Determining the prevalence of AWP in patients with CF is important for several reasons. Clarifying the link between AWP and CF may advance our understanding of the pathogenesis of both conditions. Furthermore, identifying patients with AWP is important because, anecdotally, effective therapies exist for AWP (and associated symptoms), including aluminum chloride,1,7 antihistamines,4 botulinum toxin injections,19 and iontophoresis.20 Some cases spontaneously remit.1,3,4,7
Several hypotheses exist regarding the pathogenesis for AWP. Increased cutaneous salt content in CF may enhance water absorption by keratins,15 but our failure to find an association between sweat chloride concentration and AWP score argues against this hypothesis. Alternatively, eccrine gland10,20 or nerve21 dysfunction, or altered cell volume regulation22 may be critical. Hyperhidrosis, in particular, may mediate AWP.10
The lack of a well-validated tool to measure AWP represents an important limitation for our study. Choosing the exact parameters (eg, duration of immersion, water temperature) to test for AWP was challenging. Unfortunately, to our knowledge, there are no standard testing parameters, such as duration of water immersion or water temperature, in the literature, nor are there descriptions of what degree of AWP to expect for controls without CF. Aquagenic wrinkling of the palms has been reported at durations of water immersion ranging from several seconds23 to 15 minutes.24 We chose 3 minutes because we felt 10 minutes would lead to considerable AWP in controls and because of previous observations15 that “in all cases of cystic fibrosis that show marked wrinkling after 10 minutes, a degree of wrinkling is present after 2 minutes.”15(p206) We declined to test participants at multiple time points (eg, at 3 minutes and at 10 minutes) to avoid interrupting the period of water immersion and to increase enrollment by minimizing the time required for participation. However, it is possible that testing at multiple time points may have allowed us to plot the rate of wrinkling against time. Immersing both hands in water with removal of one hand at 3 minutes and the other at 10 minutes would have represented another study design. It is possible that a longer duration of water immersion may facilitate detection of larger differences between the groups and development of more symptoms among the CF group.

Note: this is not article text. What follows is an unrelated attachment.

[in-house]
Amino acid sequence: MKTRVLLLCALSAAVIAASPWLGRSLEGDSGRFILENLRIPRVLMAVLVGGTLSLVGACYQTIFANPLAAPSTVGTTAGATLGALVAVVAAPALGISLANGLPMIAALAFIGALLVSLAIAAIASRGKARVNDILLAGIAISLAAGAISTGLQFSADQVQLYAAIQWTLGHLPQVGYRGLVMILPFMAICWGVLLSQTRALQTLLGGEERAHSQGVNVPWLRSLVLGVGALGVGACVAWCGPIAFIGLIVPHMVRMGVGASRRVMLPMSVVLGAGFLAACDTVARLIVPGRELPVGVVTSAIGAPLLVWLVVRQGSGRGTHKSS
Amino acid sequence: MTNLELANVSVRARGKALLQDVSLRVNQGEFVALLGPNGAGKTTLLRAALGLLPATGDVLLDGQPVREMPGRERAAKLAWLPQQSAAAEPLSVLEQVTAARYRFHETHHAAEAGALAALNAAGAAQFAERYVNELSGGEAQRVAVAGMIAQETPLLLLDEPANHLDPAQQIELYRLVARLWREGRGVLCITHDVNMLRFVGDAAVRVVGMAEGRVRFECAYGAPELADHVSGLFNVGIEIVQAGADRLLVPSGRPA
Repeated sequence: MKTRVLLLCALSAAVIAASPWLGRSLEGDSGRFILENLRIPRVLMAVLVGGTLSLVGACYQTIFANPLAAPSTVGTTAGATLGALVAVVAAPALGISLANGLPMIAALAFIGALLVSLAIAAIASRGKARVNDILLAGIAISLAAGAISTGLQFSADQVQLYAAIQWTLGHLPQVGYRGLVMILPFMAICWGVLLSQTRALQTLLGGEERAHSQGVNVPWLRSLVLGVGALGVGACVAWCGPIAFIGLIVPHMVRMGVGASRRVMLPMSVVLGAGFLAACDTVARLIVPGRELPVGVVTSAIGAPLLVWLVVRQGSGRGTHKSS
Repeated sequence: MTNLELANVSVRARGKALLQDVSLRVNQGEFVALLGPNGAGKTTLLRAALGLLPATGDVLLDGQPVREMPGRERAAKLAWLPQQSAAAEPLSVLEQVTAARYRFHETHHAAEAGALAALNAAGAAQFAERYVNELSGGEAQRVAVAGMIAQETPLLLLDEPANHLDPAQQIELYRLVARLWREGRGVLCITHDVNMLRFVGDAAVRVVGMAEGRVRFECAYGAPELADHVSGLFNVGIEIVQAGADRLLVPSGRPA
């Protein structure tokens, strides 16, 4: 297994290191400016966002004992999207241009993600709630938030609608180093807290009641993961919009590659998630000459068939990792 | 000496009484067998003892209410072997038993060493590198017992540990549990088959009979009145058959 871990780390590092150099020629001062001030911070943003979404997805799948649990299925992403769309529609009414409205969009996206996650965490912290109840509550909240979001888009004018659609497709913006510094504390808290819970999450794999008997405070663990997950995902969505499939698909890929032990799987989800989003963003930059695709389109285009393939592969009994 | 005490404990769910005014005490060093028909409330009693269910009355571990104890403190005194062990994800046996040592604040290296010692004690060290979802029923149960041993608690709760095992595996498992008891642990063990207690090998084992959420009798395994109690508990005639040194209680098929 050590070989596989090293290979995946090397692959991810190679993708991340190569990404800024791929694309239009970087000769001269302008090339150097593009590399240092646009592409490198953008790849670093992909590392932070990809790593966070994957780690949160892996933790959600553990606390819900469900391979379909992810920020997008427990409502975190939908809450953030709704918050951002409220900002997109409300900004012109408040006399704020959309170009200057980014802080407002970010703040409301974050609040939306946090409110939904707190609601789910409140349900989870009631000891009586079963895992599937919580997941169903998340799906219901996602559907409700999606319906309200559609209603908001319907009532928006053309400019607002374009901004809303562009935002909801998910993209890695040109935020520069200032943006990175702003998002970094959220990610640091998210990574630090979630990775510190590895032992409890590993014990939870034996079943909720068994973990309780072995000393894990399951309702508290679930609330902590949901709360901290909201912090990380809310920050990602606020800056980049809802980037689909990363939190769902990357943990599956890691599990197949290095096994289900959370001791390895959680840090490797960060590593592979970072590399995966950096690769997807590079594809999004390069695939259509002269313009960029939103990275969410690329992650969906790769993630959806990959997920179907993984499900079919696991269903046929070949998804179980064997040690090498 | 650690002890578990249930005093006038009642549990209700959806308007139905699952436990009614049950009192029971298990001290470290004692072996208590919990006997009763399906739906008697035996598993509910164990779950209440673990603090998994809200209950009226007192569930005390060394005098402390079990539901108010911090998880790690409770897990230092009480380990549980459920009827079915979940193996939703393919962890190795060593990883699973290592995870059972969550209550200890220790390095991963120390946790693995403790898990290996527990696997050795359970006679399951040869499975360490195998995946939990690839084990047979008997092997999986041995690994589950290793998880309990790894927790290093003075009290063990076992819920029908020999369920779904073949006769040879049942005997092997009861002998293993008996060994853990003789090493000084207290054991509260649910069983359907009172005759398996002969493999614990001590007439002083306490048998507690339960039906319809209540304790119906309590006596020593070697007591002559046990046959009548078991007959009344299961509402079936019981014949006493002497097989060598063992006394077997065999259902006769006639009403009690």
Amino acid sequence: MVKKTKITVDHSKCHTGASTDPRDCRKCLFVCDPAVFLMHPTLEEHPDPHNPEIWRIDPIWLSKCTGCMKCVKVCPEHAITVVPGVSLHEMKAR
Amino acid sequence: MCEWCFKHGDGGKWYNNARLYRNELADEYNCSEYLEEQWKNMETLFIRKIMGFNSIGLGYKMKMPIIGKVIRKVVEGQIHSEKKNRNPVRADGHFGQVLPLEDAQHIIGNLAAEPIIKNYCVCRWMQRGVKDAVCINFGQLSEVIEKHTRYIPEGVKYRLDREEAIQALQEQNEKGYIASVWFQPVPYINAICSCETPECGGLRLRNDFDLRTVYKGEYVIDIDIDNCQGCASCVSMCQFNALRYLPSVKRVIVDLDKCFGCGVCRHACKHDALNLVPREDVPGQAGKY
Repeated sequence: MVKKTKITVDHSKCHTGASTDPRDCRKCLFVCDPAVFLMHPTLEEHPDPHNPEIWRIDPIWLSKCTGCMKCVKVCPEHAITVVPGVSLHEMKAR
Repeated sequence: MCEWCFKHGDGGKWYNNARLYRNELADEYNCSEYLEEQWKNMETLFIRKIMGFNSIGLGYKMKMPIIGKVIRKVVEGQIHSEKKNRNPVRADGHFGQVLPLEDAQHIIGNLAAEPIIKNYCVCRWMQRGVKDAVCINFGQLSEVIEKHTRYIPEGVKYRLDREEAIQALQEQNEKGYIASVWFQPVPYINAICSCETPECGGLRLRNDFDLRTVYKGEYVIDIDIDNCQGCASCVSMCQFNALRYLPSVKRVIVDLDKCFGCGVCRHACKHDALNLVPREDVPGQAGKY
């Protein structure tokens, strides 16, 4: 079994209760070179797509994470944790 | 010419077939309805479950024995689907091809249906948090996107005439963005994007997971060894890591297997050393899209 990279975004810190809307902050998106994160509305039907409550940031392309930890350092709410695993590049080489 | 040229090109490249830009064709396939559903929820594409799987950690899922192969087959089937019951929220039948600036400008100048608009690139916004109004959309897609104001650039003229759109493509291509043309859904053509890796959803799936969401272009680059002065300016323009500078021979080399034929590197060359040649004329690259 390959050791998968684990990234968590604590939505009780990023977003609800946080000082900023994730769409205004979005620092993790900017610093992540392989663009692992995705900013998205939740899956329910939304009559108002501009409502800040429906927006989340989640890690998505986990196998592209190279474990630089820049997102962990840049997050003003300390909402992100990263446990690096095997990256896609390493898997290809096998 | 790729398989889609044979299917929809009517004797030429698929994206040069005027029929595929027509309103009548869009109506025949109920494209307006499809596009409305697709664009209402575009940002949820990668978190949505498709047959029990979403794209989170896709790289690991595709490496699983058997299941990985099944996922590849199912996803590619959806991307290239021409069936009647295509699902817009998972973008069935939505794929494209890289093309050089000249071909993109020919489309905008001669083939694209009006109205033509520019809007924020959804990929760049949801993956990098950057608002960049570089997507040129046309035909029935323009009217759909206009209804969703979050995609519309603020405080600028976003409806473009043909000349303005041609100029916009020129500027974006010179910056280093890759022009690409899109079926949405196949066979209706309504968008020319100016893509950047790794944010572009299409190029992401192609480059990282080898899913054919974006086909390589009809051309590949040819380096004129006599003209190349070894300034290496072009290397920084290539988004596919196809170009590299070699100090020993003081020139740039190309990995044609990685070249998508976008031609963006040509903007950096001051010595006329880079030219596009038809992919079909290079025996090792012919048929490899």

Most case reports describe AWP as an all-or-none or threshold phenomenon (one either has or does not have AWP). Our results support conceptualizing AWP as occurring along a spectrum. Interestingly, although grading AWP allowed us to detect a difference between patients with CF and controls, none of our participants demonstrated AWP to the degree of patients documented in most case reports.1
Our study has several other limitations. We did not control for exposure to nonsteroidal anti-inflammatory agents (NSAIDs) and antibiotics, although cases of rofecoxib-induced,16 aspirin-induced,25 and tobramycin-induced22 AWP have rarely been reported. Furthermore, we did not account for handedness or recent hand washing (ie, soapiness or elevated skin pH), both of which have anecdotally been described as modifying factors.12,21,26 Also, the study was not powered to identify specific genotype-phenotype correlations.
Many questions remain about AWP, including whether patients without CF who present with AWP should be tested for CF carrier status, whether AWP is truly associated with conditions like marasmus, whether AWP is associated with nutrition, how commonly NSAIDs contribute to AWP, whether anecdotal modifying factors (handedness,21 handwashing,12 and water salt content,12 pH,15,26 and temperature12,15) are important, and whether differences detected after 3 minutes would change at 10 minutes. Finally, some have suggested that understanding the mechanism of AWP may provide insight into novel treatments for xerosis and eczema, such as moisturizers containing cyclooxygenase inhibitors or aldosterone antagonists.27
Correspondence: David R. Berk, MD, Department of Internal Medicine and Pediatrics, Division of Dermatology, Washington University School of Medicine and St Louis Children’s Hospital, Campus Box 8123, 4921 Parkview Place, St Louis, MO 63110 (email@example.com).
Accepted for Publication: May 31, 2009.
Author Contributions: Drs Berk and Ciliberto had full access to all of the data in the study and take responsibility for the integrity of the data and the accuracy of the data analysis. Study concept and design: Berk, Sweet, and Bayliss. Acquisition of data: Berk, Ciliberto, Ferkol, and Bayliss. Analysis and interpretation of data: Berk, Ciliberto, and Ferkol. Drafting of the manuscript: Berk, Ciliberto, and Ferkol. Critical revision of the manuscript for important intellectual content: Berk, Ciliberto, Sweet, Ferkol, and Bayliss. Statistical analysis: Berk. Administrative, technical, and material support: Berk, Ciliberto, Sweet, and Bayliss. Study supervision: Berk and Bayliss.
Financial Disclosure: None reported.
Additional Contributions: Liana Abramova, MD, and Daniel Popkin, MD, PhD, provided assistance in scoring photographs, and Alex McMillan, PhD, provided guidance regarding statistics.
Berk DR, Ciliberto HM, Sweet SC, Ferkol TW, Bayliss SJ. Aquagenic Wrinkling of the Palms in Cystic Fibrosis: Comparison With Controls and Genotype-Phenotype Correlations. Arch Dermatol. 2009;145(11):1296–1299. doi:10.1001/archdermatol.2009.260
Coronavirus Resource Center
Create a personal account or sign in to: